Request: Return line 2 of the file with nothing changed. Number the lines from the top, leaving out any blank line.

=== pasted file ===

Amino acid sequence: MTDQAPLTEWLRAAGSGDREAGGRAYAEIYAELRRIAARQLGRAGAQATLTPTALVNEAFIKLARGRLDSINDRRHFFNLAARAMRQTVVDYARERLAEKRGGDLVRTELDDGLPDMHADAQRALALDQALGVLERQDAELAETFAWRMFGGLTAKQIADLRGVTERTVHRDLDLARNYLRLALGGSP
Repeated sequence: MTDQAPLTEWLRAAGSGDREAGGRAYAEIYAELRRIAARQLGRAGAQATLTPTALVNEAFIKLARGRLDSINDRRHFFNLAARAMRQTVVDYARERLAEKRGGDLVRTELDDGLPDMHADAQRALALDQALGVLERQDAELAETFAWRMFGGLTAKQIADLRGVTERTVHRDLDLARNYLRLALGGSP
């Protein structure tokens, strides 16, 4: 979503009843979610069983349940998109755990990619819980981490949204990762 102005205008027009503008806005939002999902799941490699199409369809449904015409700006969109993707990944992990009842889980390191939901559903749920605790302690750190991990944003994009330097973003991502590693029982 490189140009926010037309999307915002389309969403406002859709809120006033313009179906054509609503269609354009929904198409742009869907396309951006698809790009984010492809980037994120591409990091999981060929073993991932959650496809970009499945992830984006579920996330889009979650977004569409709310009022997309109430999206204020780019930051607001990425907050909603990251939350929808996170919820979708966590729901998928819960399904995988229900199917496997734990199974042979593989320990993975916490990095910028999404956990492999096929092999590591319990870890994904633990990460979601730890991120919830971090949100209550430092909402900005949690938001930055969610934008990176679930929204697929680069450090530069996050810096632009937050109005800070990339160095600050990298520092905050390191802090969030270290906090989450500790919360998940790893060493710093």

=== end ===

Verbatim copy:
Repeated sequence: MTDQAPLTEWLRAAGSGDREAGGRAYAEIYAELRRIAARQLGRAGAQATLTPTALVNEAFIKLARGRLDSINDRRHFFNLAARAMRQTVVDYARERLAEKRGGDLVRTELDDGLPDMHADAQRALALDQALGVLERQDAELAETFAWRMFGGLTAKQIADLRGVTERTVHRDLDLARNYLRLALGGSP